Wednesday, November 25, 2009

Auntie Guest Post, Take 2

Another Auntie weighs in on parenting-for-the-day while I was gone. My initial reactions:

1) You let the kid ride in the FRONT seat? In the SNOW?
2) Families freak me out, too.
3) Welcome to my world: butt cracks, fruit loops, and dead mice.

Now, on to the hilarity:

It’s Friday afternoon. I’ve been all over town, running manically from one appointment to the next. The snow, they say, is coming, but no sign of it yet. I manage to get out of my office and onto I25 in time. On the way I realize that I don’t know what the fuck E. was talking about regarding booster seats and how to get in the house without a key (actually, there was no mention of the latter in his unprecedentedly epic email). I call him at work to check on said details.

I arrive at the house, use the garage code, get into the house, and see the car seats sitting in the mud room. I look closer: what am I supposed to do with all those straps? How do I get that shit in my Honda Civic two-door? I start reading directions on the tags of the seats. They’re indecipherable. I call E. for the second time, and he instructs me to just shove them in the car and pull the seatbelts over them with kids inside.

Ok, that seems doable. So I shove the seats in the car and drive to the end of the street to meet Addie’s bus. The snow has begun, is coming down in quarter-sized flakes. I wait with the next door neighbor and his shivering Greyhound. I feel kind of guilty for not inviting them to join us in the car, but it already feels crowded with the seats.

The bus arrives and Addie trots out, all pink-bundled and adorable. She’s wearing the hat and gloves I gave her last Christmas! She’s happy to see me, which is awesome, since it’d been so long since I’d seen hear that I thought she might’ve forgotten who I was. (She did, for what it’s worth, talk quite a bit about how cool it was to have Auntie M. pick her up the day before. She goes, “Someone new picks me up every day!”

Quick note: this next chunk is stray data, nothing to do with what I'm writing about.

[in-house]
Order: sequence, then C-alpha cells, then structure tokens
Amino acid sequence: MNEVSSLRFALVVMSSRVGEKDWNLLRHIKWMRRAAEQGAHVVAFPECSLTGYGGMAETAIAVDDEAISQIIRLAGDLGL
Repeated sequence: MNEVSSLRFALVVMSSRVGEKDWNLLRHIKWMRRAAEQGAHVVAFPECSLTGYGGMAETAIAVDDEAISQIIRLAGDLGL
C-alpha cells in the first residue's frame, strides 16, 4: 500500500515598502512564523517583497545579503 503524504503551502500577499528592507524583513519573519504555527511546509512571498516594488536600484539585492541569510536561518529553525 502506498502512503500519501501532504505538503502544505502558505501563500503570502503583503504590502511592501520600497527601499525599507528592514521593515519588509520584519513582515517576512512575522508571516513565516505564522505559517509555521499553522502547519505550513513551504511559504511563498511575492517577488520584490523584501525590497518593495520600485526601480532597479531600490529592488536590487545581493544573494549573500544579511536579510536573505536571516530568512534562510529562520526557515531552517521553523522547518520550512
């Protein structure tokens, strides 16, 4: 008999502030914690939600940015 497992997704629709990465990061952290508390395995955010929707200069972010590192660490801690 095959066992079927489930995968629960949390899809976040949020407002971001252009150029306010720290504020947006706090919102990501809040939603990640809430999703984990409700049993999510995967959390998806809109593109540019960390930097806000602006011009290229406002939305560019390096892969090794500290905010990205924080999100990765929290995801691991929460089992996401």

I realize I’ve made a big mistake when she says, “Oh, I get to sit in the front seat? This’ll be the first time I’ve ever sat in the front seat! I LIKE the front seat!”

Wait, why in the hell did I think I could put one of the boosters in the front seat? Because it fit, and I was raised totally without car seats. And I’m not a parent. Oh, crap.

“Ok, Addie, I made a mistake,” I say. “You can ride in the front on the way to pick up Nolie, but then we’ll have to put the seat in the back.”

“No you didn’t,” she says confidently. “I’m allowed to sit in the front. It’s safe.”

“No, it’s not, but I wasn’t thinking.”

“No, it’s fine. I like the front seat.”

“Ok, but this isn’t going to last long.”

Snow looks like wet mice falling from the sky. We are on the simple drive to pick up Nolie, but I’ve forgotten where to turn left. We come to an intersection.

“Addie, do you know if this is where we turn?”

“Yeah, this is it.”

“Are you sure?”

“Um...yeah. I’m shuwah.”